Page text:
Guinea junta want talks
Ouagadougou - Guinea's ruling junta on Tuesday said it wanted the creation of a transitional government to lead the country out of the crisis that has gripped it since a September massacre by the military.
Regime representatives are in Ouagadougou for talks with the official mediator, Burkina Faso President Blaise Compaore.
An aide to junta chief Captain Moussa Dadis Camara ruled out the possibility of the leader going into exile while the west African nation regains stability, but called for an "open government".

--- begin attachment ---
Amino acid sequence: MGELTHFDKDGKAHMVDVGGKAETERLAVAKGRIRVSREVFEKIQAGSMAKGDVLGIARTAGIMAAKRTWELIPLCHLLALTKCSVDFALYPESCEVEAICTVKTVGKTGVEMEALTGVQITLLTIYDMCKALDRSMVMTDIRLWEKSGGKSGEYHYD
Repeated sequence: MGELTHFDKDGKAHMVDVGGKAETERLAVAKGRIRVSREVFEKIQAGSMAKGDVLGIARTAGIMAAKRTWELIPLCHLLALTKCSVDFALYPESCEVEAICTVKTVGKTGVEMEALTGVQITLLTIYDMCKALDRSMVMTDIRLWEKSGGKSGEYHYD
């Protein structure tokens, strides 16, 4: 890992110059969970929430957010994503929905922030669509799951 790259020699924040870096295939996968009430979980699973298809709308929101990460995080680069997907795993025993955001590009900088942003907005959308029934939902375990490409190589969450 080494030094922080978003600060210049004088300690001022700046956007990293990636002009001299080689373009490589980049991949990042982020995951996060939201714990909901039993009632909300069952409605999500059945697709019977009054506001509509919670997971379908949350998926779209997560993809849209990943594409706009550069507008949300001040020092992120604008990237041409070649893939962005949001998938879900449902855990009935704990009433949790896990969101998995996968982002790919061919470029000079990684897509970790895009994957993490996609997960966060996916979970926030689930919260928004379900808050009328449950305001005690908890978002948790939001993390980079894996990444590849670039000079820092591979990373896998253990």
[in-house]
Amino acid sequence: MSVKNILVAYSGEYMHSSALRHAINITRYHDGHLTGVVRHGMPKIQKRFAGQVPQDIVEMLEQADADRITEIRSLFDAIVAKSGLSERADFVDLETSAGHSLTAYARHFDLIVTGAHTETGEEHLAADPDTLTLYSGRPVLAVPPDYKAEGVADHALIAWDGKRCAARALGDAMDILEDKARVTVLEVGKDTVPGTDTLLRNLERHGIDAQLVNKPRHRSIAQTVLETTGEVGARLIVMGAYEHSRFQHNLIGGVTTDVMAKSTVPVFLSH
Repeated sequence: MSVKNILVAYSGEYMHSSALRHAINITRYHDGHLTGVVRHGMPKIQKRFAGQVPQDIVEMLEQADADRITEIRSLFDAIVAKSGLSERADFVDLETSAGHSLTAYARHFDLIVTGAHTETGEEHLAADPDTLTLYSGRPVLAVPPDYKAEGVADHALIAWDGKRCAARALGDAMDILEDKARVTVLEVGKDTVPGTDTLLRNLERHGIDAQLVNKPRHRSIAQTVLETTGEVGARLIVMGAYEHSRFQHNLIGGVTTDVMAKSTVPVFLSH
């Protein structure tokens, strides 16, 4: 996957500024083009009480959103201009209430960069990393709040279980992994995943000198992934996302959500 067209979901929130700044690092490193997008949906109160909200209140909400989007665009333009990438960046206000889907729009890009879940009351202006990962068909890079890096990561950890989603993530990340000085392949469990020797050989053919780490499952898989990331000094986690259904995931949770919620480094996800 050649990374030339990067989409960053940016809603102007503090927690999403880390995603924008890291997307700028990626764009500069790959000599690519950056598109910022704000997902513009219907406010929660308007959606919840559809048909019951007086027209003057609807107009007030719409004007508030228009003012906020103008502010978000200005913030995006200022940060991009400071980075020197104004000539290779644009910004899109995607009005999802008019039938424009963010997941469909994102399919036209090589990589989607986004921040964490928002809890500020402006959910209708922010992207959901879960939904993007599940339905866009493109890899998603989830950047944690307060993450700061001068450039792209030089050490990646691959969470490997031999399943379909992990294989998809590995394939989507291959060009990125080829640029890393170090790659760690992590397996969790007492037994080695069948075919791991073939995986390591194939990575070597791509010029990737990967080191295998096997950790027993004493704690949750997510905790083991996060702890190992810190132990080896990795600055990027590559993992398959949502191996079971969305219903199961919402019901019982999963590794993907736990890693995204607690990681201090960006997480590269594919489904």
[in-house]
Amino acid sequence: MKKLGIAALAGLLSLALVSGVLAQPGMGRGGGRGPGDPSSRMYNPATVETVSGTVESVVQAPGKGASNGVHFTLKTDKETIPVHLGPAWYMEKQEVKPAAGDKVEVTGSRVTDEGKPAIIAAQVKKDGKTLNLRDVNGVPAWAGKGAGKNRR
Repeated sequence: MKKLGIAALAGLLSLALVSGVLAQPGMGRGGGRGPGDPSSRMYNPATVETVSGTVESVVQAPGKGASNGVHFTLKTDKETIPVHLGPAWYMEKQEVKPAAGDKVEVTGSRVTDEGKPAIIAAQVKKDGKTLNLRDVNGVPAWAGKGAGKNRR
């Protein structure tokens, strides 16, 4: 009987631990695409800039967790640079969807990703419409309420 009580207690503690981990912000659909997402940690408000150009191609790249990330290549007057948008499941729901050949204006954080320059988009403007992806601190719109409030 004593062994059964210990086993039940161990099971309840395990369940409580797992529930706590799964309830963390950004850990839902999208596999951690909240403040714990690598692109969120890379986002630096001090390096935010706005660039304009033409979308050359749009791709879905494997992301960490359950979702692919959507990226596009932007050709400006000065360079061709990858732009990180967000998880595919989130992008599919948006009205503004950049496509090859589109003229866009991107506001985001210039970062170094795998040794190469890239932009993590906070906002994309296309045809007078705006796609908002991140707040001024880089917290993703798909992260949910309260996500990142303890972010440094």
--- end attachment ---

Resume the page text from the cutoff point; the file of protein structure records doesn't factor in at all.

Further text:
"We have said it before and we will say it to (Compaore) - we will ask for an open government so that everyone can make their contribution to finding a proper solution to Guinea's problems," Idrissa Cherif, Camara's special advisor, told AFP.
Asked whether Camara would consider stepping down and going abroad, Cherif said, "That's just in the head of those who think it".
Last week Guinea's opposition held discussions with Compaore and called for the dissolution of the junta, which seized power late last year, and the departure of Camara.
The current crisis began on September 28, when forces loyal to the junta massacred more than 150 people at a rally in a Conakry stadium, organised to urge Camara not to stand in elections planned for January.